Logo file types: what to use where?

As a designer, I’m frequently challenged by clients supplying a logo that is too small, too fuzzy, the wrong color, or filled with white in the background. This isn’t to rip on my clients—I love you guys! No, I place the blame squarely on your designer (sorry folks), for failing to communicate the proper use of your logo files.

First and foremost, the preferred format of a logo file for providing to a graphic designer is a VECTOR file. This is typically in the form of an Adobe Illustrator (.ai ) or .pdf file. Vector means that there are precise mathematic equations describing the placement of every line and curve in your logo. Because of this, the art has some unique properties:

  • It’s scalable. No, not as in Mt Everest. As in: we designers can stretch the logo to any size and the cool mathematical equations will redraw the art in real time, making the logo just as crisp at 30′ as it is at .25″.
  • It’s editable. Again, since the art is still “live”, your designer has the freedom to say, change it from a color logo to an all-white logo (for seeing it against a dark background), with just a few clicks.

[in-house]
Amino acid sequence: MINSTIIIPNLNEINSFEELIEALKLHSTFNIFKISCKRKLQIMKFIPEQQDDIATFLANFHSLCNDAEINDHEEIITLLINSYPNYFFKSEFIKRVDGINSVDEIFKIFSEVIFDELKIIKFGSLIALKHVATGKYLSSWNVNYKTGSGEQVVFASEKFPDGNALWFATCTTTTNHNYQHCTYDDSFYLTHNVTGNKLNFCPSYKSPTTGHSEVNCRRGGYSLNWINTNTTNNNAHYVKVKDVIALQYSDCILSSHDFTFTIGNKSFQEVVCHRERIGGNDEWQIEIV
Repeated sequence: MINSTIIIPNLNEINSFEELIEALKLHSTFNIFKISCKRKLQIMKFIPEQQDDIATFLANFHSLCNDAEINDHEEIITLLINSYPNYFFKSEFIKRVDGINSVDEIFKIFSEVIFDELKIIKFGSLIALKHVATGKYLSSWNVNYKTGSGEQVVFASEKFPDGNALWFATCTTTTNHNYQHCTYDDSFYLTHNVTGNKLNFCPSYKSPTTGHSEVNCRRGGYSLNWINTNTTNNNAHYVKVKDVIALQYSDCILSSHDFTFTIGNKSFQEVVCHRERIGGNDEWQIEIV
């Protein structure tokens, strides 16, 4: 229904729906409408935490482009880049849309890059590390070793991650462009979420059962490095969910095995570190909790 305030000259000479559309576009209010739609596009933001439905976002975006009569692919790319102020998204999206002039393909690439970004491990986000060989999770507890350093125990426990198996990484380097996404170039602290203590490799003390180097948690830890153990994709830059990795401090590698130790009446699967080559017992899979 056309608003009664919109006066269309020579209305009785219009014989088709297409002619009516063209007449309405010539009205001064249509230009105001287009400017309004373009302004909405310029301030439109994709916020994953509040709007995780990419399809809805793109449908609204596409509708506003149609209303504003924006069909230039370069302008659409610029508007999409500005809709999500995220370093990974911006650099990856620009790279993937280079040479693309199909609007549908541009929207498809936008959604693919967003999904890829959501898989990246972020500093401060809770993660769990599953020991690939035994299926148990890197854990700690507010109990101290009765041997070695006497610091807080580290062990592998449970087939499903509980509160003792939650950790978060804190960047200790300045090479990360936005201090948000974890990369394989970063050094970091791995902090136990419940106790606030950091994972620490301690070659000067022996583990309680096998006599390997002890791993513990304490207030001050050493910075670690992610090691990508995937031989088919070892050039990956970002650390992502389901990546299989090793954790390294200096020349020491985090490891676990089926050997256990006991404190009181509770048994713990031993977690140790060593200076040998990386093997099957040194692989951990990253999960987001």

• It’s transparent. Nothing’s more frustrating to a designer than placing a logo into a layout and seeing a big ugly white box surrounding it. With a vector logo, all you get is the logo art, not the container that surrounds it.
  • It’s crisp. Because the vector art is the original design file, it has ALL of its information available to print. Saving a logo file as a raster file changes the nice, crisp mathematical lines into dots called pixels. Often, those files are then RE-saved as .jpg, .tif, or .gif files, which progressively loses even more of the original file’s information. The result? Blurry logo.

Of course, the danger of sending your original vector logo file here and there is that the risk of plagiarism or tampering is quite high. Also, when it comes to uploaded a logo file to the web, vector art won’t cut it. It’ll need to be converted to a raster format (typically a .jpg or .gif).

Here’s my advice: when you commission a designer to create a logo for you, make sure you get a vector version of the file for your records, just in case your designer skips town or changes careers on you. You or your designer should use the vector art to save the logo as the right size and resolution on a case-by-case basis. As a general rule: for print, send the .pdf format and for web, send a high-resolution .jpg or .gif format. If you’re not sure: ask your designer—that’s what we’re here for!

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